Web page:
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Article << Previous     |     Next >>   Contents Vol 21(8)

Testicular descent, sperm maturation and capacitation. Lessons from our most distant relatives, the monotremes

Heath Ecroyd A, Brett Nixon B, Jean-Louis Dacheux C, Russell C. Jones B D

A School of Biological Sciences, University of Wollongong, NSW 2522, Australia.
B Discipline of Biological Sciences, School of Life and Environmental Sciences, University of Newcastle, NSW 2308, Australia.
C UMR INRA-CNRS 6175, F-37380 Nouzilly, France.
D Corresponding author. Email: russell.jones@newcastle.edu.au
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The present review examines whether monotremes may help to resolve three questions relating to sperm production in mammals: why the testes descend into a scrotum in most mammals, why spermatozoa are infertile when they leave the testes and require a period of maturation in the specific milieu provided by the epididymides, and why ejaculated spermatozoa cannot immediately fertilise an ovum until they undergo capacitation within the female reproductive tract. Comparisons of monotremes with other mammals indicate that there is a need for considerable work on monotremes. It is hypothesised that testicular descent should be related to epididymal differentiation. Spermatozoa and ova from both groups share many of the proteins that are thought to be involved in gamete interaction, and although epididymal sperm maturation is significant it is probably less complex in monotremes than in other mammals. However, the monotreme epididymis is unique in forming spermatozoa into bundles of 100 with greatly enhanced motility compared with individual spermatozoa. Bundle formation involves a highly organised interaction with epididymal proteins, and the bundles persist during incubation in vitro, except in specialised medium, in which spermatozoa separate after 2–3 h incubation. It is suggested that this represents an early form of capacitation.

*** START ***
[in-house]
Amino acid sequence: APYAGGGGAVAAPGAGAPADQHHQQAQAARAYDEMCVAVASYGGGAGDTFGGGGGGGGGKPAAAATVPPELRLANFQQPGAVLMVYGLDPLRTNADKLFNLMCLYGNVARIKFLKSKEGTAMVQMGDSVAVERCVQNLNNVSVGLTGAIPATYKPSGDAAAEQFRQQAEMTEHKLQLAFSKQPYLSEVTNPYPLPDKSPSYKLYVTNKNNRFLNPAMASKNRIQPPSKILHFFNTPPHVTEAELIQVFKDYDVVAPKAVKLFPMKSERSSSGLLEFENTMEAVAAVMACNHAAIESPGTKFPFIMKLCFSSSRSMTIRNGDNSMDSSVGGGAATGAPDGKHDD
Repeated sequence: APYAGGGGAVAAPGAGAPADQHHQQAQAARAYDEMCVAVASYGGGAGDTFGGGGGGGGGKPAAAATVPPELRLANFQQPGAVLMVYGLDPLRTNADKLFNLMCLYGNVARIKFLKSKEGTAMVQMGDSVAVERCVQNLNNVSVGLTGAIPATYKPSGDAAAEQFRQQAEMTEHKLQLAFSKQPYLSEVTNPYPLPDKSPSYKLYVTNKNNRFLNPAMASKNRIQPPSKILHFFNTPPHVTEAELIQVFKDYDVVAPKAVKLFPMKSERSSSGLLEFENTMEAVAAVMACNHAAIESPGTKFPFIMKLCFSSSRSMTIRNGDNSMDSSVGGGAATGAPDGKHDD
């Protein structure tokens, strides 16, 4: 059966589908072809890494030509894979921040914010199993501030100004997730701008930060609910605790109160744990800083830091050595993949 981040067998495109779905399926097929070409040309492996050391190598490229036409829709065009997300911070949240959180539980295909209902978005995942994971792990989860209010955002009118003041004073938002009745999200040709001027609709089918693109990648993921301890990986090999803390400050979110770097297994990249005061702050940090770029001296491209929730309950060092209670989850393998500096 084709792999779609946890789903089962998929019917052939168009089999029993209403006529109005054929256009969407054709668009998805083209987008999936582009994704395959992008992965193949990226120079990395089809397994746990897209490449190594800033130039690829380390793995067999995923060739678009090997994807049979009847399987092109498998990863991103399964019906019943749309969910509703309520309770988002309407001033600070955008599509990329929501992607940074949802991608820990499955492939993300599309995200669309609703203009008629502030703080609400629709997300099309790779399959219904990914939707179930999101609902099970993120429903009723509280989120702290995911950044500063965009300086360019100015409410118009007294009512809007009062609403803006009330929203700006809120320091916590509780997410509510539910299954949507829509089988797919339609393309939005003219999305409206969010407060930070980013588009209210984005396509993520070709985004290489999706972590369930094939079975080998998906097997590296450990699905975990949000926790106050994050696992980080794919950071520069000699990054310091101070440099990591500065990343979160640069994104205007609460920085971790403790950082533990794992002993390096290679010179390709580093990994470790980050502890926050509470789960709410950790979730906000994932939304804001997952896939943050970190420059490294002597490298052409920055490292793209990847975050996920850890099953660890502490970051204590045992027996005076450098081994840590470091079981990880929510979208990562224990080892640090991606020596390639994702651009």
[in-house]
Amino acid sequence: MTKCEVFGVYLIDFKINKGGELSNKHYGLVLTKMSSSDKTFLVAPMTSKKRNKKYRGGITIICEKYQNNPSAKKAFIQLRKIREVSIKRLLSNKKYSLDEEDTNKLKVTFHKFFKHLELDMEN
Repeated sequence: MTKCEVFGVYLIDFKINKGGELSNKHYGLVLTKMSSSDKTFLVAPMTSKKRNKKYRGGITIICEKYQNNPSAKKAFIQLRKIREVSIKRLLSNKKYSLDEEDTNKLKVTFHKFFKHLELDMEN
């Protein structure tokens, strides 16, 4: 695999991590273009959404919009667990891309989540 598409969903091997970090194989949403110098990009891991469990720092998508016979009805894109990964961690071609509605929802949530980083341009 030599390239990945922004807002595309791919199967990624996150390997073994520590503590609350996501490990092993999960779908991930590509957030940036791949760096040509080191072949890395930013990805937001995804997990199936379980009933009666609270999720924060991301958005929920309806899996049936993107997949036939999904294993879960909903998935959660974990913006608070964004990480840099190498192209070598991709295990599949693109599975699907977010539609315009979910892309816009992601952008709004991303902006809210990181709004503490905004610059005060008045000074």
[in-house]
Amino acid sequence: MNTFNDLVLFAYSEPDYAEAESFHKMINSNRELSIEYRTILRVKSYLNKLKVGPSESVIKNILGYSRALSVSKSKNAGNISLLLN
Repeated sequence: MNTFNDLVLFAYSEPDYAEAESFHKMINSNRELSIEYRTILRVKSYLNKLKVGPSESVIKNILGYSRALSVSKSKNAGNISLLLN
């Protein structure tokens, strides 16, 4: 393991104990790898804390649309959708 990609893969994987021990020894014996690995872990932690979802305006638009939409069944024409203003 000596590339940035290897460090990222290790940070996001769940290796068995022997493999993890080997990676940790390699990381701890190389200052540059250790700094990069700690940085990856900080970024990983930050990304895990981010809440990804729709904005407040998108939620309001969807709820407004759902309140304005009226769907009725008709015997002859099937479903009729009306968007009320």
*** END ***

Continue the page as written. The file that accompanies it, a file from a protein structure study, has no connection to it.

Keywords: epididymis, fertilisation.

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